The government is about to try and change the way poverty is measured. Again!

Why change the measure if it is set to show falling poverty?

 

While the official poverty statistics published today do not show as big an increase as was widely predicted by experts, they still paint a disturbing picture of the state of poverty in Britain.

On one measure (before housing costs) the child poverty figures are flat. After allowing for housing costs, 28 per cent of children were in poverty in 2013, a slight rise over the earlier year.

Britain has a poor record on poverty. Levels of child poverty are much higher than the average of other rich countries, and close to double the rate of the late 1970s.

The impact of widespread poverty is all too visible – rising numbers running out of money on a regular basis, growing indebtedness, and a soaring dependence on charitable help with food, clothes and toys.

Comparing actual living standards, the proportion of the population falling below a publicly defined minimum acceptable living standard (shown in the graph) has doubled since 1983.

The findings of the Poverty and Social Exclusion project show that more households lack a range of publicly defined basic necessities today than in the late 1990s.

More households live in a damp home compared with 1999, while three times as many cannot afford to heat their home adequately. The number who skimp on meals is at a 30 year high.

Deprivation poverty, 1983 to 2012

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(click to enlarge)

It now seems that ministers are planning to resuscitate their earlier, failed attempt to redefine the way poverty is measured.

The coalition government tried, unsuccessfully, to invent a new measure based on a narrow range of causes, from family breakdown and addiction to housing problems and indebtedness, rather than the underlying structural causes of poverty.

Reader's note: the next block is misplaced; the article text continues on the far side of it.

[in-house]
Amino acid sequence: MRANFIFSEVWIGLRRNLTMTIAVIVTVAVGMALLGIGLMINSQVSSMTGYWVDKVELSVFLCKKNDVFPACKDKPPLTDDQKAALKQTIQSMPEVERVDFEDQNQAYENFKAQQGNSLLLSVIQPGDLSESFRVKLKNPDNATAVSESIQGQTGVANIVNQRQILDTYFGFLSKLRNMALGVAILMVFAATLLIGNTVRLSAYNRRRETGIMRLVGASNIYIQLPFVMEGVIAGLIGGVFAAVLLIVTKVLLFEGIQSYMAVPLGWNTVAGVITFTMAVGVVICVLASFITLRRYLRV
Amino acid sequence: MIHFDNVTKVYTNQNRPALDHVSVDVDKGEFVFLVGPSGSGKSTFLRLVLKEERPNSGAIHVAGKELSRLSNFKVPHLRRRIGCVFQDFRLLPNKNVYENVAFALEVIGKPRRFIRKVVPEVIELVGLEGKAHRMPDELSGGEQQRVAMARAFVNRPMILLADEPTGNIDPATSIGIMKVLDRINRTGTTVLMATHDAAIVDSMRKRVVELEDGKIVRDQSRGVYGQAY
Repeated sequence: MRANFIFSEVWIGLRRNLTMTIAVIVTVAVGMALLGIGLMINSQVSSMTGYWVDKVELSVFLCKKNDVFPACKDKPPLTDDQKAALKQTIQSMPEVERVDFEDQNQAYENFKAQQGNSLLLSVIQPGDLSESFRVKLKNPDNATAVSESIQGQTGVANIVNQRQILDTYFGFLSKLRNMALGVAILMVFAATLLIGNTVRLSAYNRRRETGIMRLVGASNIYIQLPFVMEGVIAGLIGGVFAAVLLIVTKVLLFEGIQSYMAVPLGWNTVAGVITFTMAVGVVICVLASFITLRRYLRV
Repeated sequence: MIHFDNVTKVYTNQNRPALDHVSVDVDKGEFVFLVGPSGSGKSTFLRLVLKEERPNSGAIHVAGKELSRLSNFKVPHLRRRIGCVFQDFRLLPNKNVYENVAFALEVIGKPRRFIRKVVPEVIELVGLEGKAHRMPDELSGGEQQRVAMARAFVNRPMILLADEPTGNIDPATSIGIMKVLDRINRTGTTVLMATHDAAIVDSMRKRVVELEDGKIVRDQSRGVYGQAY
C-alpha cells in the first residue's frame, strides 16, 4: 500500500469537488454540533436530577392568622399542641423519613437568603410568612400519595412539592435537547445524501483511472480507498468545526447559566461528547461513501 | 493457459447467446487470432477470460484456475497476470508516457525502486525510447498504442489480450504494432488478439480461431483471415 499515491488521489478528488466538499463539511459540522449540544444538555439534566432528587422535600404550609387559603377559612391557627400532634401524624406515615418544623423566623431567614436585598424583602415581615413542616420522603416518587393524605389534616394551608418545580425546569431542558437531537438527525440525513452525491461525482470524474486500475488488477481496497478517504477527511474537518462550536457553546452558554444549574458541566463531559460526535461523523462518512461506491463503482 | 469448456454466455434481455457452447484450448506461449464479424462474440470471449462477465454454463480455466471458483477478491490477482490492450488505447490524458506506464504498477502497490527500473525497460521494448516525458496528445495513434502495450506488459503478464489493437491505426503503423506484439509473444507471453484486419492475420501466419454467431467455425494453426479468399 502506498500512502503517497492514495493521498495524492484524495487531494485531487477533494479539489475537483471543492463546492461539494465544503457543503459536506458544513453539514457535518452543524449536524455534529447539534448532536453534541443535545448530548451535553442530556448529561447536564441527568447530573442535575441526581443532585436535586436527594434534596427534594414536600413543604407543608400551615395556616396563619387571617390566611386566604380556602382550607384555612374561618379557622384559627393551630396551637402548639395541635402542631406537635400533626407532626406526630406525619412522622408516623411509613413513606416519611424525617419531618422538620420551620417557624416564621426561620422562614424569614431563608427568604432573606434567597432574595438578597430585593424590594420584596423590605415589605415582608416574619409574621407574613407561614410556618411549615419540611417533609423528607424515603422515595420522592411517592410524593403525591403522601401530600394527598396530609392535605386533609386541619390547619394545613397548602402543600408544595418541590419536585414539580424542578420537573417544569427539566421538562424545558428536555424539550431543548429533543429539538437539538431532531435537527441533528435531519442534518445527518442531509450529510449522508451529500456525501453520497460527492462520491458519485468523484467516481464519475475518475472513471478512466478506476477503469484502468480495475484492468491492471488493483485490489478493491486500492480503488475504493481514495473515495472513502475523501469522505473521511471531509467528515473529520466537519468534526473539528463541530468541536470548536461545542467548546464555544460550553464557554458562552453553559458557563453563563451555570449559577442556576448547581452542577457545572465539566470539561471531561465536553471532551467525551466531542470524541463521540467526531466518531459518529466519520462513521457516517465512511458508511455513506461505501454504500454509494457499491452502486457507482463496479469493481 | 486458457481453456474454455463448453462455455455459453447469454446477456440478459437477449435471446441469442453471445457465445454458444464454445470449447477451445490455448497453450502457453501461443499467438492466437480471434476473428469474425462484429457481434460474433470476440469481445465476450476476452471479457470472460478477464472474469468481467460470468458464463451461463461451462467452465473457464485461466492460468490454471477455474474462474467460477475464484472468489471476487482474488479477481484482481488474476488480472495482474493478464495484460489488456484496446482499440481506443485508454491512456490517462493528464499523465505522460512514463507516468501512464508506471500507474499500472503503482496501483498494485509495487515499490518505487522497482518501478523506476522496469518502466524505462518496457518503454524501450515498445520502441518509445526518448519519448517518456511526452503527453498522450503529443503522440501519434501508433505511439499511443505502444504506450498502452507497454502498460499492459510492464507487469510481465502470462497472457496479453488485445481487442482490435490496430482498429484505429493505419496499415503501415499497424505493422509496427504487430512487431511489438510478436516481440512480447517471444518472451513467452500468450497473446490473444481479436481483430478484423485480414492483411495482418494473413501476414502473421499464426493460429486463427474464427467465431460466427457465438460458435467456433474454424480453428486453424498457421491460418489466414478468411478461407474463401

All these may be associated with child poverty but they are not measures of poverty – rich families experience some of these as well!

Although the attempt was ditched – ministers and civil servants could not agree on how to make it work – the new government is hinting strongly that it is planning a similar attempt at redefinition.

This looks like little more than an attempt to move the goalposts in a way that will massage the poverty figures downwards, an implicit recognition that poverty is set to rise. Why change the measure if it is set to show falling poverty?

Most experts predict that the poverty figures are now set on an upward course, driven by the continuing spread of low pay and job insecurity, the hollowing out of jobs that offer real prospects and the ongoing squeeze on working age benefits.

In his Runcorn speech on Monday, David Cameron said it would be better to create well-paid jobs than top up low pay. A loud yes to that.

But while the government has plans to cut tax credits, there are none to tackle Britain’s growing wages crisis and the continuing spread of low pay and job insecurity.

This is a case of cart before horse. We need to start with a real strategy to tackle low wages, such as lifting the national minimum wage, spreading the living wage and boosting long- term productivity.

Without it, another round of cuts to working benefits – expected in the budget as part of the planned £12bn social security cuts – will simply cut the safety net still further, a recipe for both rising workforce poverty and a lower incentive to work.

Stewart Lansley is the author (with Joanna Mack) of Breadline Britain: The Rise of Mass Poverty, Oneworld, 2015, and of The Cost of Inequality, Why economic equality is essential for recovery, 2012

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